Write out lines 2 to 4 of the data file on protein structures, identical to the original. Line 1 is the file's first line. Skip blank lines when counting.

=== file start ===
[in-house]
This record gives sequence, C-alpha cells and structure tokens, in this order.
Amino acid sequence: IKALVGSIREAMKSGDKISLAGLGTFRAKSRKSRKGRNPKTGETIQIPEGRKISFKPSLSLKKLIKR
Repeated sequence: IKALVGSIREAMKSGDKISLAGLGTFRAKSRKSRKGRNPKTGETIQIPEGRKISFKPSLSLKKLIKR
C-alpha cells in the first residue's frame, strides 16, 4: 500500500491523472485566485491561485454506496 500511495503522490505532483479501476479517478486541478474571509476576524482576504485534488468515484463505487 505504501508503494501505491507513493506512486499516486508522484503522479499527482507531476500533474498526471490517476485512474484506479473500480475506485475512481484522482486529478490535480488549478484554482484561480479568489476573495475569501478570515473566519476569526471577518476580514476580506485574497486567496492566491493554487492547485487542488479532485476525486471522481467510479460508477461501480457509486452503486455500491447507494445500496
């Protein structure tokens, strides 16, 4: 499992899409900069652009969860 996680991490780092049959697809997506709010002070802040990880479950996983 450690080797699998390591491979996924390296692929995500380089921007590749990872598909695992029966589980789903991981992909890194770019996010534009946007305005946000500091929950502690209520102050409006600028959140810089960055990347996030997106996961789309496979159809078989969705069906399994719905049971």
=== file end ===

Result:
This record gives sequence, C-alpha cells and structure tokens, in this order.
Amino acid sequence: IKALVGSIREAMKSGDKISLAGLGTFRAKSRKSRKGRNPKTGETIQIPEGRKISFKPSLSLKKLIKR
Repeated sequence: IKALVGSIREAMKSGDKISLAGLGTFRAKSRKSRKGRNPKTGETIQIPEGRKISFKPSLSLKKLIKR